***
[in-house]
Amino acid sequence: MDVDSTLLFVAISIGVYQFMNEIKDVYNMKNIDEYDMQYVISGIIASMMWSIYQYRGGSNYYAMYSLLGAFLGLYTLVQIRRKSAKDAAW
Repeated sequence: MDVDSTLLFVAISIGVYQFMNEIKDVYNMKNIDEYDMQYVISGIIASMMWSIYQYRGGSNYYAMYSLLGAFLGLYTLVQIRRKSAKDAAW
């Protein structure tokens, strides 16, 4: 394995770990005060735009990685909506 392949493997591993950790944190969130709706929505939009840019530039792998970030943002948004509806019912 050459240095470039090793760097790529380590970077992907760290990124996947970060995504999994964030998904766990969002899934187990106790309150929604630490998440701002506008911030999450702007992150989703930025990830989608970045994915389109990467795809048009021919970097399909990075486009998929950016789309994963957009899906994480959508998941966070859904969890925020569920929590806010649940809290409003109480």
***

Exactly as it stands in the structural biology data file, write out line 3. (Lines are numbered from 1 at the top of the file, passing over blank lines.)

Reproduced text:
Repeated sequence: MDVDSTLLFVAISIGVYQFMNEIKDVYNMKNIDEYDMQYVISGIIASMMWSIYQYRGGSNYYAMYSLLGAFLGLYTLVQIRRKSAKDAAW